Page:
At the end of each 10-hour day, we would return by Laos police escort to our guesthouse, meet up at the on-site family-run restaurant and go through our findings for the day. There would be Ziploc bags full of airframe metal, uniform cloth, boot leather, bungee cord, and even the dog tag from one of the officers. The LSE would pick out the smallest fragment of shiny metal or faded dark green cloth and proceed to tell us, in detail, where it was on the plane or on our pilot’s person, following it up with historical picture evidence (a service photo of the pilot or a panoramic picture of the inside of the cockpit of the same kind of plane). Our Forensic Anthropologist would then pick out fragments of bone and explain- however, at this stage of the process, not “conclusively” identify; human versus animal bone or fossilized tree bark and how to tell the difference. The team would then order up a round or two of Beer Lao, praise and poke fun at each other, tell their ‘sea’ stories, and call it a night. Someone had brought a guitar with them, and some nights we’d sing along; others would play Blackjack, and some would have a quiet night of watching movies.

Since we had found bone, although not yet identified as human or not, we had a repatriation ceremony. I was fortunate to have packed my Service Uniform (a little birdie told me before I even left for Hawaii to pack it, just in case), so I was able to be a part of the Repatriation Guard. A handful of Lao dignitaries and U.S. ambassadors came out for the ceremony, and it was even nationally televised on Laos networks. Shortly after that, we packed up, secured the site for future excavation if need be, and flew back to Hawaii for debriefing and more paperwork before going our separate ways back to our respective commands.

A few months later, my Team OIC emailed us the results of some bone fragments – we had been successful in finding our aircraft commander. He was given a burial with full military honors, witnessed by surviving family members. Then two months later, the results were conclusive on more bone fragments – our pilot. He, too, was given a burial with full military honors.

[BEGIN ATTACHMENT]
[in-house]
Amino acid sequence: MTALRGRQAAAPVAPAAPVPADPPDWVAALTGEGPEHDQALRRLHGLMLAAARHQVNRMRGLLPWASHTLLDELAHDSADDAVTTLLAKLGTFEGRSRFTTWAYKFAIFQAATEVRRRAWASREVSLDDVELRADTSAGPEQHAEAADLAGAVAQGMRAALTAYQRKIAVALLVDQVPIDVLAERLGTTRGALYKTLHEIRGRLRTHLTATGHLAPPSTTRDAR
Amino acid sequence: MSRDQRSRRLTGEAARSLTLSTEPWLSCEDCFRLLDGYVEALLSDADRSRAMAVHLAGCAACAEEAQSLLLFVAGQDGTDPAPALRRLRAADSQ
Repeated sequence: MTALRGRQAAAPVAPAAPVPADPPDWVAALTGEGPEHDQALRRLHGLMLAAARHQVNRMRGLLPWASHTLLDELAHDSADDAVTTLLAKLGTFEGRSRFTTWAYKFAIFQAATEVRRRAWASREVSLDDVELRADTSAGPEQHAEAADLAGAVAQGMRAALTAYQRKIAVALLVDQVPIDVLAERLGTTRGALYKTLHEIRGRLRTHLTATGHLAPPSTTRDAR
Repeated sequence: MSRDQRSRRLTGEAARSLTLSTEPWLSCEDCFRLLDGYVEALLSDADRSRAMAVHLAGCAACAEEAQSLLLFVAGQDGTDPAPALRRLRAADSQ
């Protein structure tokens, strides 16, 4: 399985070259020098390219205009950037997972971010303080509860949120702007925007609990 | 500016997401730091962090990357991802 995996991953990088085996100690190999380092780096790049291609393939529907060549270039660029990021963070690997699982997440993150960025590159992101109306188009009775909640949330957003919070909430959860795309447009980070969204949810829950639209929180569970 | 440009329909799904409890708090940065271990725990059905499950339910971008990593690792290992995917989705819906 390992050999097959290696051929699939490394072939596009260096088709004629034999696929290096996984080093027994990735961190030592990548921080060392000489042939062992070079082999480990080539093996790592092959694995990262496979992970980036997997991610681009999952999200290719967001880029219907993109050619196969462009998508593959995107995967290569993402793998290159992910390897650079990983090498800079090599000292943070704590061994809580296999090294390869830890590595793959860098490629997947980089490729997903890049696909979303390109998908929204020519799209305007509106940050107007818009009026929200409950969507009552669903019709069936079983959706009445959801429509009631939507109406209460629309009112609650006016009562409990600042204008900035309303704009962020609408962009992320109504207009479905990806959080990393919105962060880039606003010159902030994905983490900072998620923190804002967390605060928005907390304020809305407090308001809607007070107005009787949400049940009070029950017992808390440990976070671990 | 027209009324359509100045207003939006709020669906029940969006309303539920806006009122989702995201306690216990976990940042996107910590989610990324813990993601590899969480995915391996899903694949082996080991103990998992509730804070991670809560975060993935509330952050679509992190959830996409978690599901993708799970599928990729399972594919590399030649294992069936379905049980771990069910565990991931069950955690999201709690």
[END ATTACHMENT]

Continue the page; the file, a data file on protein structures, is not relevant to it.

To this day, I still get choked up when I talk about this mission or re-read the news articles. It is such an amazing feeling that I really can’t put it into words – you have to experience it for yourself if you ever get lucky enough. To know that I was part of a small crew of individuals who, through sweat and tears, ripped clothing and scratched hands, sunbaked necks, and achy bones, came together and were able to bring closure to those two families who for 48 years had waited for their service member to come home finally – I will never forget that.

Read the Military Memories of our Runner-Ups.

Boot Camp, Units, Combat Operations

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Tags: C-17, Defense POW/MIA Accounting Agency (DPAA), Explosive Ordnance Disposal (EOD), F-4D, Military Memories of our Runner-Ups, Vietnam War

1 Comment

  1. Michael Rhodes

    Chris, your story also choked me up as well. What an amazing thing to be able to provide some closure and a final burial with full military honors for those family members so many years later. Your description of how tedious that work must have been coming through in your writing and my deepest gratitude for your service and well done for your win in the June writing competition.